On GPUs and CPUs
I assume many of us played a while with raytracing programs at a point of our contact with computers. But i think almost all of us stopped to play with it out of the same two reason like me: At first ray tracing was really really slow on a i486 and because of a lack in artistic capabilties.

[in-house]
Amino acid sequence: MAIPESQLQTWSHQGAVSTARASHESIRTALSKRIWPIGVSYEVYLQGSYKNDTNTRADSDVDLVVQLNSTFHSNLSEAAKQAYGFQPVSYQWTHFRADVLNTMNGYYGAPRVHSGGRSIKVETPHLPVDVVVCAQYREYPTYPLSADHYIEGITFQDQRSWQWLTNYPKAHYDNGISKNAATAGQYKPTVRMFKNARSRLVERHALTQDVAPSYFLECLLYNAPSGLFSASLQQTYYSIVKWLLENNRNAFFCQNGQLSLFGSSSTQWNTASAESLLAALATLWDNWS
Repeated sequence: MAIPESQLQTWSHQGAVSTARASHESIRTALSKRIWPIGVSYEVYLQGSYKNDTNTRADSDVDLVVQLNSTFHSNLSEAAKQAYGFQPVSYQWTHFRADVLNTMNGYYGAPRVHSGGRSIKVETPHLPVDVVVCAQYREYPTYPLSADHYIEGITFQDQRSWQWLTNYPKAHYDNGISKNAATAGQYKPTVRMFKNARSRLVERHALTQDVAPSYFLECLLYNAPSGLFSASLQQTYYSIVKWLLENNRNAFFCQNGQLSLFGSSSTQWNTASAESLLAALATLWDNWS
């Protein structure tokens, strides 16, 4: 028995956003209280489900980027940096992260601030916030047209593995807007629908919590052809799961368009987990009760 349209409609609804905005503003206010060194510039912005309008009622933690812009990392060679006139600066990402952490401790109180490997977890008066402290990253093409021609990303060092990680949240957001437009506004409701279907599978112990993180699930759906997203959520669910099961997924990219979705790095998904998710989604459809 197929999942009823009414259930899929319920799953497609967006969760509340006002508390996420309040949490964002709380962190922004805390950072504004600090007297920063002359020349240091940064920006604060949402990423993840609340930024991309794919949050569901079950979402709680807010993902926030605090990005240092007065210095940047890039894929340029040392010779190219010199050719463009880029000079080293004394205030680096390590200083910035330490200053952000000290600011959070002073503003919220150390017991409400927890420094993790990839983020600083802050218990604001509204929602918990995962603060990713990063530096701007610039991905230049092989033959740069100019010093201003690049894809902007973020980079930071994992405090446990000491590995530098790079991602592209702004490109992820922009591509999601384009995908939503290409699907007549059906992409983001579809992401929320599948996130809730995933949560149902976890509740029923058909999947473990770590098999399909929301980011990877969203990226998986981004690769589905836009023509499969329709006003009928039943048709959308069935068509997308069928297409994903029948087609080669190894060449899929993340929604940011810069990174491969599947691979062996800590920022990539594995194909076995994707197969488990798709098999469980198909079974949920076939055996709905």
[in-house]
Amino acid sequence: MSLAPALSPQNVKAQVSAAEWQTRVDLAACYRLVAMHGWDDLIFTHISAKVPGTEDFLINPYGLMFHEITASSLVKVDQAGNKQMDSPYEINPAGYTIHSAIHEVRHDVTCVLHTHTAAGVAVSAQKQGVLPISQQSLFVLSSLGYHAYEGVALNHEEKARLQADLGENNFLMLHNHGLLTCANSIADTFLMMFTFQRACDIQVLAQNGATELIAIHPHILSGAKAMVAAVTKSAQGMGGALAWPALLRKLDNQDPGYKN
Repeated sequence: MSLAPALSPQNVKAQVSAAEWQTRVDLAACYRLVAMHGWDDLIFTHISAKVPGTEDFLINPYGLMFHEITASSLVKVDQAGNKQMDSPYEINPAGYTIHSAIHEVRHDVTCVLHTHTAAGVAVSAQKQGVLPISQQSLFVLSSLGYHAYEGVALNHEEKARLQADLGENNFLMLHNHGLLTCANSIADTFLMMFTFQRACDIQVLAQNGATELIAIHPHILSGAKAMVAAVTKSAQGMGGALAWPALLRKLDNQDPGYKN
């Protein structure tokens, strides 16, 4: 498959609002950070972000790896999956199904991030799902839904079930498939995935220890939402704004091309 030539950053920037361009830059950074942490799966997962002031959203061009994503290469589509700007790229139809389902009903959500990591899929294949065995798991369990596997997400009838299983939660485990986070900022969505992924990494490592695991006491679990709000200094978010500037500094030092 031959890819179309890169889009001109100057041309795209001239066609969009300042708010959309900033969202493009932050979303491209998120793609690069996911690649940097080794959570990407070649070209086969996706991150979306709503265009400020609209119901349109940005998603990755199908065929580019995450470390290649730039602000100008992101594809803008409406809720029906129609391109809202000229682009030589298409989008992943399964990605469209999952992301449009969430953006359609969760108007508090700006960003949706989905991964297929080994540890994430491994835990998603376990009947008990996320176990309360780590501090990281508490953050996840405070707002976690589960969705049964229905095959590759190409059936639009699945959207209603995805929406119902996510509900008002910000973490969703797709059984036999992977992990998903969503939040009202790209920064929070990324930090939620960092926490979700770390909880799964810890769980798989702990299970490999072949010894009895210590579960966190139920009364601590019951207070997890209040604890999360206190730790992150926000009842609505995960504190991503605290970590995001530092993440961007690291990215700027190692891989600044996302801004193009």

Okay, the second reason can´t be solved by technology, but i found this older blog entry really interesting: At the Research@Intel blog you will find Real Time Ray-Tracing: The End of Rasterization? written by Jeffrey Howard. The key point of the computing power of ordinary systems reaches fastly the level of being sufficient to do raytracing in real time. I think this leads to an interesting question: There are two groups of components in the industry. Components with and without a steady rise in performance. When you look at hard disks , cdroms and to an certain part memory, these components got faster over time, but at a modest rate and sometimes these technologies reached there maximum capacity without breaking physics or their adequateness for home use . (You simply don´t want a 15k harddisk in your deskside pc. I´ve worked in hearing distance of a RAID array with 12 15k disks and learned that my noise cancelation earphones are not just good for flying). The other group of components, GPUs and CPUs made giant steps in the last let´s say 10 years. I get ware this fact everytime when i talk about Kilofractals per seconds as a metric to measure processor speed, remembering that my first fractal code written in C64 assembler needed virtually days to complete a single fractal. Some years ago there was a gap to fill. Processors weren´t powerful enough to render graphics for computer games. Some companies stepped in and developed coprocessor for this task (anybody remember the Voodoo cards?) and over time this coprocs got really huge beasts (look at the transistor counts, clock frequencies and power usage of modern highend graphic card). But at the end these procs are specialized coprocs. Now an old technology got new clothes: Modern general purpose processors are fast enough to calculate the mathematics behind ray tracing at high speed and even better, ray tracing is a task scaling exceptionally well over many cores, as the caluclations for the pixels are independent from each other. Okay, when you are able to do photorealisic (do you need more than photorealistic?) ray tracing at 50fps (good enough) with a eight core proc at 1080p (more than enough), where is the need of using specialized coprocs with a specialized programming model. At the end: Where is the need for companies producing this specialized coprocs? Integrating FPUs into the CPU obliterated the market for external FPU (anybody remembering IIT coprocs? Cyrix FasMath? Weitek Abacus? C&T SuperMath ?) besides a highly specialized market for FPGA based coprocs. The hunt for more cores in a single socket of a general purpose CPU may do the same for GPUs. Think only about the 12 core proc announced by AMD. Interesting times are lying in front of us.